The BP Portrait Award Call For Entries is now open until the 3rd February. We look at 3 of our favourite previous BP Portrait Award winners and urge readers to submit work by visiting the National Portrait Gallery website here. If you do happen to get short-listed, we want to know about it! So do email us the good news.
The Portrait Award is now in it’s 36th year and has consistently proven itself to showcase the very finest in portraiture. This year initial submissions are accepted digitally (as is increasingly the case with many major open submission shows) and the opportunity is open to all artists aged 18 or over. As there is still time to submit work, we decided to look at 3 notable previous winners and ask the question “Do these paintings compel you to enter this year?”.
‘Pieter’ by Susanne du Toit is a portrait of the artist’s 35 year old son, which was awarded the BP Portrait Award in 2013. It shows Pieter in pensive mode, sitting with fingers locked in a clasp, hands rested on a crossed leg, gaze decidedly averted from our direction: he has things on his mind. The painting is reminiscent of the oeuvre of celebrated American Painter Alice Neel: there is love in the manner in which the paint has been applied – the painting seems to be just as much about how the painter feels about the subject as it does about the nature of the subject itself. This emotional intensity of course would not be so palpable if it wasn’t for the fact that the artist quite clearly threw herself into the process of painting her son, the process conducted in a wholly unselfconscious manner. The brush marks are almost all finger width (you could be forgiven for thinking she had painted with her fingers) and the resulting effect is one of the artist literally feeling her way across the canvas, placing her fingers over every contour, every fold in her son’s trousers, the structure of his skull over which his flesh rests…there is something very tactile and inquisitive about du Toit’s method of applying paint. In keeping with this observation is the artist’s own prerequisites for this portrait. Her only condition to her son was that the hands were prominent, as ‘hands are essential to communicating the personality of the subject’. Indeed the hands play as important a role as his averted gaze in telling us about the very private and thoughtful nature of the sitter. The painting’s very gentle, earthy palette lends a very reassuring, tender, homely quality to the painting. ‘Pieter’ is a painting full of compassion.
Daphne Todd’s ‘Last Portrait of Mother’ was painted in the 3 days following the death of Mrs Annie Mary Todd, the artist’s 100 year old mother. The artist is said to have seen her mother’s corpse propped up in the refrigerated room of the undertaker’s funeral parlour, and requested that she be left in this position while she painted this most intense of portraits. The artist has said, ‘Painting is a form of digesting something. It is an analytical process but it was something to do after she died and a reason to be with her’.
Indeed, as with Susanne du Toit’s painting of her son, there is a feeling of deep engagement with the subject, which has enabled Todd to paint the flesh exactly as she saw it. There is nothing sentimental about the painting. One senses the painting of this work was simply an attempt to accept what had happened, of acknowledging that the mother she looked at in the face when alive was no longer there. The flesh depicted in the funeral parlour leaves a trace of her mother’s identity, but the life, the vitality of her character has left. The corpse almost looks like a costume hung on the door or a wardrobe; inert and redundant. This is heightened by the fact that the bedsheets are painted in exactly the same manner as the flesh. Flesh and fabric become one.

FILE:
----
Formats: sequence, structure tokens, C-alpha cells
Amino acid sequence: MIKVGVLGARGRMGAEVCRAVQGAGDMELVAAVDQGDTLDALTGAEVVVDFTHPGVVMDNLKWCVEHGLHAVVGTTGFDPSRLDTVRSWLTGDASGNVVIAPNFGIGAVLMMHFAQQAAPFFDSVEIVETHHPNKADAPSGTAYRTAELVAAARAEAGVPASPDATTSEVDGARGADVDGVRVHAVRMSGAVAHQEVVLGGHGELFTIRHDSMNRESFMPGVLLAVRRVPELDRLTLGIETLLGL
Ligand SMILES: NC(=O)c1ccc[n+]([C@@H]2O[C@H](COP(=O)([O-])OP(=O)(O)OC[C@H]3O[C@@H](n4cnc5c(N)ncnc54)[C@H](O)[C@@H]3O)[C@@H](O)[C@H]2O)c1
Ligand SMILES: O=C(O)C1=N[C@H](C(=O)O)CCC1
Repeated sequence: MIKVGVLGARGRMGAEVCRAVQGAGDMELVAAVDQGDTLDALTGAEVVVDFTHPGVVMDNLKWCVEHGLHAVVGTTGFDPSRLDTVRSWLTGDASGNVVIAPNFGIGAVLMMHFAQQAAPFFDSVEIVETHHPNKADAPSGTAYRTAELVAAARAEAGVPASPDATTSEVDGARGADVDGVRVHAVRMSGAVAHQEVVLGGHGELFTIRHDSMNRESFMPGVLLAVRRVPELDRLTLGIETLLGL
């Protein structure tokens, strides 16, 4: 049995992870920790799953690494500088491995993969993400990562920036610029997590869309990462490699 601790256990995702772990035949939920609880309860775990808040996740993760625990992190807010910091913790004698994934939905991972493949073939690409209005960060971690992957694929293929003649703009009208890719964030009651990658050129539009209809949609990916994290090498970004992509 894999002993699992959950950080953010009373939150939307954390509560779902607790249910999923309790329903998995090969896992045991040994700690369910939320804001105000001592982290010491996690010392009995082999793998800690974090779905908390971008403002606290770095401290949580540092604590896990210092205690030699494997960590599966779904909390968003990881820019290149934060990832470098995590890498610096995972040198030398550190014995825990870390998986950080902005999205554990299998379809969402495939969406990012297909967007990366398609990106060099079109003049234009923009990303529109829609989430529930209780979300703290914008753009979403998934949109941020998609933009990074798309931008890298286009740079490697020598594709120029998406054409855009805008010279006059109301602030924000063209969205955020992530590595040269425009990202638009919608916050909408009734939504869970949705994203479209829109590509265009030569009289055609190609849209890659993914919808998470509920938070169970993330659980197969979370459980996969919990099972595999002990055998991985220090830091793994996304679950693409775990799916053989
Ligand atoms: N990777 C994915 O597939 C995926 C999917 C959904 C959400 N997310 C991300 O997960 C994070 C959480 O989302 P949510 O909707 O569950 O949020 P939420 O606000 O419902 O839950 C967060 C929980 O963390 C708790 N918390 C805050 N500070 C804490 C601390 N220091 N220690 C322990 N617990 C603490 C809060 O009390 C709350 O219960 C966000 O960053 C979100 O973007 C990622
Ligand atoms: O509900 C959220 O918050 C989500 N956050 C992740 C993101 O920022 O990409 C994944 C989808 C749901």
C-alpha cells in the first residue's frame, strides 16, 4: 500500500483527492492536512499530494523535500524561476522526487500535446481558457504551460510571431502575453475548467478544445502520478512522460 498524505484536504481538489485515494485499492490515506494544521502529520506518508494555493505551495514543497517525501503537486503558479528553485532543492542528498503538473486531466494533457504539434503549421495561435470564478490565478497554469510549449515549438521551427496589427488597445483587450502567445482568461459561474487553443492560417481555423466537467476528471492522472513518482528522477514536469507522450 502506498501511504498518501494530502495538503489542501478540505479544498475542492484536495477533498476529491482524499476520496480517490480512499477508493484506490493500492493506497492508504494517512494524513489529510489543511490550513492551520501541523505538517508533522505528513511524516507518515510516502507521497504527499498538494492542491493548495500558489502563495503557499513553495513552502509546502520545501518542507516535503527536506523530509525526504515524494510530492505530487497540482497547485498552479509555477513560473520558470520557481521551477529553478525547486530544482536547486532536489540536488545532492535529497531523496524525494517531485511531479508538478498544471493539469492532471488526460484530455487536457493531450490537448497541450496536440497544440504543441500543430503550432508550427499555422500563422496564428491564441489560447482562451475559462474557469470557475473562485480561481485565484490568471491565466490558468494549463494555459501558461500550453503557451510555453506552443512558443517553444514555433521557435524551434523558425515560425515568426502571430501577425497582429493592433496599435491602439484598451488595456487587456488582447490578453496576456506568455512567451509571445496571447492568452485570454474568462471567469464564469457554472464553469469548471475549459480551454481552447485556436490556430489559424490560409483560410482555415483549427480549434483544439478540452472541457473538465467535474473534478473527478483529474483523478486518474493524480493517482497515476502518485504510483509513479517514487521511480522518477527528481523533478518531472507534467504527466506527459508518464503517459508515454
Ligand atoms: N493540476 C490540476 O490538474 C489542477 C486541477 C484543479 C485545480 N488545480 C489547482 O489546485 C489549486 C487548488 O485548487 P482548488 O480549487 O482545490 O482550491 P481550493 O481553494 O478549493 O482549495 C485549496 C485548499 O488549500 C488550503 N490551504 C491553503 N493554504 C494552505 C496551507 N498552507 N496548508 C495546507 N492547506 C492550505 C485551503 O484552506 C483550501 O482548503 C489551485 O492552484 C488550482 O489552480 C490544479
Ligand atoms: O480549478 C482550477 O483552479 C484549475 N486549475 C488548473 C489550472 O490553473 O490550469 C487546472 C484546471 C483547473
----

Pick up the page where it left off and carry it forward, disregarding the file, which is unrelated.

The painting consists of 2 canvases that overlap one another. This disjointed appearance seems to echo the disjointedness of the sitter’s limbs. The palette is tonal and naturalistic, another reinforcement of the fact that here the artist is hiding behind nothing; her dead mother’s corpse looks like this and what remains is the fact that she must accept that she has gone.
‘Double Single’ by Clive Smith appears to be a different kind of portrait. Rather than be a study of a single character (of huge emotional significance to the artist), the painting is a portrait of a situation. The sitter rests on his double bed, sat on a duvet for one which only reaches to one half of the bed. He looks downcast, fed up or heartbroken, his hands locked together. We look over the sitter which enhances our pity for him and the sense of his anguish. To his right lie 2 unnecessary pillows, not dressed for use in pillowcases, cold like tombstones. There’s a tragic sense of hopelessness in the left hand side of the canvas – there is nothing inviting about that side of the bed and there doesn’t really need to be.
Clive Smith’s painting is reminiscent of mid career Lucien Freud – flesh is meticulously rendered in cool pinks and greys. The pale palette of greys, ochres, beiges and blues lends the painting a very stark, matter of fact and therefore forlorn quality. ‘Double Single’ is a painting of human vulnerability and loneliness.
Do you intend to submit to the BP Portrait Award? Or have you submitted work in the past? We’d love to hear about your experiences. Please get in touch via the Submissions and Suggestions page.